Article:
If your skin gets itchy after shaving, it could be a sign of razor burn or folliculitis. Read on as we share some easy ways to help you avoid it.
What is razor burn and folliculitis?
Razor burn develops immediately after shaving and generally occurs when people dry shave, use an old, blunt blade, or use products that contain synthetic ingredients or harsh chemicals that irritate the skin.
Folliculitis on the other hand is a skin condition that results from a bacterial, fungal, or viral (rare) infection on the hair follicle under the skin. It often results in red, acne-like bumps that may be itchy or painful. Some people are more prone to it than others and shaving in the opposite direction to the way the hair grows may increase a person's risk of contracting it.
How to avoid itchy skin after shaving
Use natural shaving products
First of all, never dry shave, that is, shave without using any product to lubricate your skin. Always use a gel, oil, or a specially designed shaving soap when shaving to provide lubrication and protection. It is best to choose natural one, and avoid things like synthetic ingredients, artificial fragrances, preservatives and alcohol. These are problematic ingredients that often cause irritation, especially for people with sensitive skin. Instead, look out for products with ingredients like castor oil, olive oil, glycerin (make sure it's palm oil free!), shea butter and cocoa butter. Read on for our recommendations. You can get an incredibly close shave with either of these liquid products below, and because they are highly concentrated, a little goes a long way so they're very economical. If gel or oil isn't your thing, a solid bar of soap designed for shaving is a great alternative. These natural shave soap bars are richer in nourishing oils than regular bar soap, and offer a great glide and protection. They are free from the synthetic ingredients that typically cause irritation.
Use sharp razor blades and keep them clean and dry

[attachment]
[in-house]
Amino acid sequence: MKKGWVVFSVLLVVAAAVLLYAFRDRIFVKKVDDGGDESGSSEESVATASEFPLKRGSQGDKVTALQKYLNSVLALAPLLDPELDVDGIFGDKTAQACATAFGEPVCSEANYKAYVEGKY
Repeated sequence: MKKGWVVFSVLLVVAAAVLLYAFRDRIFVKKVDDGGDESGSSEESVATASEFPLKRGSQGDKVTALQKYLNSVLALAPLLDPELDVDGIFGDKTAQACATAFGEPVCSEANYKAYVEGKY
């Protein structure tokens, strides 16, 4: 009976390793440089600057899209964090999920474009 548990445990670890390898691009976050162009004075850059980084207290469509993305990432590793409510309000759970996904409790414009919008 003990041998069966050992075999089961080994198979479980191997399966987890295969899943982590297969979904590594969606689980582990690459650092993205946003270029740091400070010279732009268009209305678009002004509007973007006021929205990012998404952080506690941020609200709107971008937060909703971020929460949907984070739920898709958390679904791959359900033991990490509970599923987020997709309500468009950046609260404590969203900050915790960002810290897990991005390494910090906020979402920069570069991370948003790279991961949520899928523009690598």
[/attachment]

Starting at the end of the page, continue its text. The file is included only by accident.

Replace the blades in your reusable metal razor as soon as they start to feel uncomfortable and blunt. If it feels like the hairs are snagging or there is more friction than usual, it's time to change the blade. How long a new blade lasts you depends on how often you use your razor, so the time between changes will be different for everyone. Shaving with an unclean razor can introduce bacteria into the hair follicles, which can lead to folliculitis. So between uses, clean out any gunk that accumulates as soon as you see it, and always air your razor out in a dry area, away from water spray.
Watch your technique
1. Apply some warm water to your skin and give it a gentle exfoliation using a natural exfoliant. Exfoliating before shaving helps keep your razor from being clogged up with dead skin cells, which reduce the blades's efficiency and life. It will also help you achieve a closer shave and lessen the chance of irritation.
2. Next, lather your skin up with your favourite natural shaving gel, oil or soap.
3. Now, take your metal razor and shave with the grain, applying as little pressure as possible. Let the weight of the razor do the work, using light, short strokes. Shaving this way reduces the chance of ingrown hairs, folliculitis and nicks.
4. Wash the foam off with warm water, then with cool water to close the pores.
5. Pat your skin dry and apply a natural moisturiser or after shave oil to prevent dry skin and flakiness.